For more information on the server-side rewrite ability, see this article.

Review of Hidden Form Fields

Hidden is an input type attribute value available to HTML forms. When you add a type=hidden attribute-value pair to an INPUT element, the hidden field is used to send information from browser to the server without your Web-based audience having to input it anywhere in the system. Typically this is used to send some logical data that has nothing to do with user but used at the server in PHP program logic. For example state, action, or passing the result of another module, etc. As an example:

<textarea rows=3 cols=60>
<input type="hidden" name="action" value="step2">

and the value of this field can be accessed in PHP by following:

<textarea rows=3 cols=60>
echo "The value of the action parameter value is:".$_POST['action'];


which prints out a step2 string as the action parameter value.

Overview of Cookies

A cookie is often used to identify a user to your code.

What is a Cookie?

A cookie is often used to identify a user. A cookie is a small file that the server embeds on the user's computer. Each time the same computer requests a page with a browser, it will send the cookie too. With PHP, you can both create and retrieve cookie values.

How to Create a Cookie?

The setcookie() function is used to set a cookie.

Note: The setcookie() function must appear BEFORE the <html> tag.


setcookie(name, value, expire, path, domain);

Example 1

In the example below, we will create a cookie named "user" and assign the value "Alex Porter" to it. We also specify that the cookie should expire after one hour:

setcookie('user', "Alex Porter", time()+3600);

Note: The value of the cookie is automatically URLencoded when sending the cookie, and automatically decoded when received (to prevent URLencoding, use setrawcookie() instead).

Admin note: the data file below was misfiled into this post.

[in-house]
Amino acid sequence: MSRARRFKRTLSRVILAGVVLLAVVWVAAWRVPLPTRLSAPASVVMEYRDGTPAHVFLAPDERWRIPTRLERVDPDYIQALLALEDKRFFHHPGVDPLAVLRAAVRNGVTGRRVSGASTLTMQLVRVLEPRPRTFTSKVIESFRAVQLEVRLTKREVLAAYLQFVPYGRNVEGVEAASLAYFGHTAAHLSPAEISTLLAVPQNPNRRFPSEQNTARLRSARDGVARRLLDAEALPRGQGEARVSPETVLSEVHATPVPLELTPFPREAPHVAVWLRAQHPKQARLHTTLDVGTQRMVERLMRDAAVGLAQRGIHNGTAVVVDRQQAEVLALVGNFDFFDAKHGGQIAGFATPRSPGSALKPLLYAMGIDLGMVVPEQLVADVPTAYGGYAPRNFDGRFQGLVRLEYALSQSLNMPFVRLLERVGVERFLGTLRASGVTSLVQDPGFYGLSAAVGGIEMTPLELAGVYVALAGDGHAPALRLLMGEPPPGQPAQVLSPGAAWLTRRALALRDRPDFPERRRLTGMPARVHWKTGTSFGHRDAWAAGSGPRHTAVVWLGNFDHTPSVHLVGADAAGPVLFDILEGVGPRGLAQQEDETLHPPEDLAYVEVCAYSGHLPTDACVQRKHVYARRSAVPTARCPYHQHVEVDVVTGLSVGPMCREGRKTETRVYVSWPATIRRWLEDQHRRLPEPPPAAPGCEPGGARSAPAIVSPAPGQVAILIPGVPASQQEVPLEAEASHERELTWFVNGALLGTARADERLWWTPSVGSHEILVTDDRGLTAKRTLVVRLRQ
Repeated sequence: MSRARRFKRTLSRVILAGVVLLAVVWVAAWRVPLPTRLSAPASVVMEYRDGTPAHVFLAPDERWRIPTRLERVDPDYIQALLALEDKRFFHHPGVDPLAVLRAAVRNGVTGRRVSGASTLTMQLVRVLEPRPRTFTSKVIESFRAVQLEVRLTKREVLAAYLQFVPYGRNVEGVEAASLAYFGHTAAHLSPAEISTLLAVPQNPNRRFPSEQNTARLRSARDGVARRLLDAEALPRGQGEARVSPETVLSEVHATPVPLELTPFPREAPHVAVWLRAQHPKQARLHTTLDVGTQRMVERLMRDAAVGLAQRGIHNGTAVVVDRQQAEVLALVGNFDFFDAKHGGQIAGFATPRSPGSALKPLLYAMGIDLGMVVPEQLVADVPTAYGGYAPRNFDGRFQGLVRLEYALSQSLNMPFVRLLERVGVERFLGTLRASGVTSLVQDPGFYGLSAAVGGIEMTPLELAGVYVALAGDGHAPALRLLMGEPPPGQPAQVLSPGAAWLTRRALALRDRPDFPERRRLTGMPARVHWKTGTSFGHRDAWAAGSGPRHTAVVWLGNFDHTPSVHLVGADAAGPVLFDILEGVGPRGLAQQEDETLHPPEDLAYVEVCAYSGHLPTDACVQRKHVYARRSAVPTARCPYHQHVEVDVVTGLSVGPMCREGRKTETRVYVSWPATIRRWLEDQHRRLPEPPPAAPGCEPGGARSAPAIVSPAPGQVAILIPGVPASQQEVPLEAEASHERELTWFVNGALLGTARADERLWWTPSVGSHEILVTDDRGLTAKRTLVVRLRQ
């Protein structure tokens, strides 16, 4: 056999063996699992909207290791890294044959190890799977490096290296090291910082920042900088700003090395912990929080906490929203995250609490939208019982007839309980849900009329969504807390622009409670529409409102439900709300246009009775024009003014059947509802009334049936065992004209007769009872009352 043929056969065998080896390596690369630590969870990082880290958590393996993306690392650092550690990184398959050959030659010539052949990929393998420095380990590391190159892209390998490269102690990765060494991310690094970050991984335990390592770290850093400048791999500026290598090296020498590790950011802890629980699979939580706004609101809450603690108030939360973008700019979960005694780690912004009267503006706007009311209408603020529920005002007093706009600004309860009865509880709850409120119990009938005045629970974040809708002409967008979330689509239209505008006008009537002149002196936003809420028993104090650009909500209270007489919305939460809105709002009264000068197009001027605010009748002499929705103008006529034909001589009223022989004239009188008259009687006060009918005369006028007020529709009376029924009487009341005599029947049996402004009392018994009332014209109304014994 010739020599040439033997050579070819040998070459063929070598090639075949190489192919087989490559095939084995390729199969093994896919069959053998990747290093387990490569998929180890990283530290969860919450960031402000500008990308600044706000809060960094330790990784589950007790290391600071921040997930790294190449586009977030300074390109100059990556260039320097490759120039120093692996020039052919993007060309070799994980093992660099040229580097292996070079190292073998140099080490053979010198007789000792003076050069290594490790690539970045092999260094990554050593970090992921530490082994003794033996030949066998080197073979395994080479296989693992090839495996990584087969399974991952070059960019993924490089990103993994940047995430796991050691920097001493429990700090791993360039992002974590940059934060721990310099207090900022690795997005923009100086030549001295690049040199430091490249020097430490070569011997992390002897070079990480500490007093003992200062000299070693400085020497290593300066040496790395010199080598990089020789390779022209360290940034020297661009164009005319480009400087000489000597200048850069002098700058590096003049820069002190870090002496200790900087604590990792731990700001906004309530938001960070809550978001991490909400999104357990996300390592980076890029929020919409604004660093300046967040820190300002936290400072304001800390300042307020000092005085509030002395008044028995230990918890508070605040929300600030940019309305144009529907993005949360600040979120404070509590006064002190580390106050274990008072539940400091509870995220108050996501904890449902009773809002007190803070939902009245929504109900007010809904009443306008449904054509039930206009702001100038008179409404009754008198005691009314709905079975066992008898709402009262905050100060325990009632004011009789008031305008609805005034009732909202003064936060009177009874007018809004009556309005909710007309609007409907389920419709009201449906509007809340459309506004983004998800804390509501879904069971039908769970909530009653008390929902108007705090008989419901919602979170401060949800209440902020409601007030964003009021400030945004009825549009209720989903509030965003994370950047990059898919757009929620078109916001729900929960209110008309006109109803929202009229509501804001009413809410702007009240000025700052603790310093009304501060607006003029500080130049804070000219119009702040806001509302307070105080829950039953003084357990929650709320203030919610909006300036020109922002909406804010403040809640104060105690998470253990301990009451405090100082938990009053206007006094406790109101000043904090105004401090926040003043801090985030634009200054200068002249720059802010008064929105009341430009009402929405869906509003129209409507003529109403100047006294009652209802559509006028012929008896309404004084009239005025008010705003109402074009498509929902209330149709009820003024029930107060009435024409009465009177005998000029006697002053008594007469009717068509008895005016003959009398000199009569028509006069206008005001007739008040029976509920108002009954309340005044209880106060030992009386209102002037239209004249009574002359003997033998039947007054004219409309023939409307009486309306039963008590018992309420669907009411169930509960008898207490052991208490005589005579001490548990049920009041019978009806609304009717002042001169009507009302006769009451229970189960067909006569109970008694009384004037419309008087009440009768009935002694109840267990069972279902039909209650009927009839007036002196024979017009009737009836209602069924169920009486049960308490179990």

Example 2

You can also set the expiration time of the cookie in another way. It may be easier than using seconds.

setcookie('user', "Alex Porter", $expire);

In the example above the expiration time is set to a month (60 sec * 60 min * 24 hours * 30 days).

How to Retrieve a Cookie Value?

The PHP $_COOKIE variable is used to retrieve a cookie value.

In the example below, we retrieve the value of the cookie named "user" and display it on a page:

// Print a cookie
echo $_COOKIE['user'];
// A way to view all cookies

In the following example we use the isset() function to find out if a cookie has been set:

if (isset($_COOKIE['user']))
  echo "Welcome " . $_COOKIE['user'] . "!<br />";
  echo "Welcome guest!<br />";

How to Delete a Cookie?

When deleting a cookie you should assure that the expiration date is in the past.

Delete example:

// set the expiration date to one hour ago
setcookie('user', "", time()-3600); ?>

What if a Browser Does NOT Support Cookies?

If your application deals with browsers that do not support cookies, you will have to use other methods to pass information from one page to another in your application. One method is to pass the data through forms (forms and user input are described earlier in this tutorial).

The form below passes the user input to "welcome.php" when the user clicks on the "Submit" button:

<form action="welcome.php" method="post">
Name: <input type="text" name="name" />

Age: <input type="text" name="age" />
<input type="submit" />


Retrieve the values in the "welcome.php" file like this:

Welcome <?php echo $_POST["name"]; ?>.<br />

You are <?php echo $_POST["age"]; ?> years old.

Overview of Session Management

To consider use of cookies with session management see here.

In Web applications, it is frequently desirable to remember if a user has visited a site previously, remember the sequence of pages visited during a session, and associate information with a specific user's session.

You can manage a session like e-commerce sites manage a shopping basket.

To accomplish these things, you can also see O'Reilly's page on the subject.